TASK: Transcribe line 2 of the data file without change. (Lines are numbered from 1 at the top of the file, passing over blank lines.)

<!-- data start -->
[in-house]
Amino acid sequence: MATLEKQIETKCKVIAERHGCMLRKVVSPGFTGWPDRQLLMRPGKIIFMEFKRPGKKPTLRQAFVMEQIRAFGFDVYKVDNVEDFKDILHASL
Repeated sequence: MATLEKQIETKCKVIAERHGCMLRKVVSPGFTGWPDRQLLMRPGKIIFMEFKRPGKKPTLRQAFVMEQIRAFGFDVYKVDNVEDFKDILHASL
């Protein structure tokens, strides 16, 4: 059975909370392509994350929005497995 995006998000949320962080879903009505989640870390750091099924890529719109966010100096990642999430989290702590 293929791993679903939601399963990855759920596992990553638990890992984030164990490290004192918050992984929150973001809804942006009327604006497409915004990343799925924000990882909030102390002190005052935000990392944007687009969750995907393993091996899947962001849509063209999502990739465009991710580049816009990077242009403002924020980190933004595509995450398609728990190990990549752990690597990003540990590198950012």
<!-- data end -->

Amino acid sequence: MATLEKQIETKCKVIAERHGCMLRKVVSPGFTGWPDRQLLMRPGKIIFMEFKRPGKKPTLRQAFVMEQIRAFGFDVYKVDNVEDFKDILHASL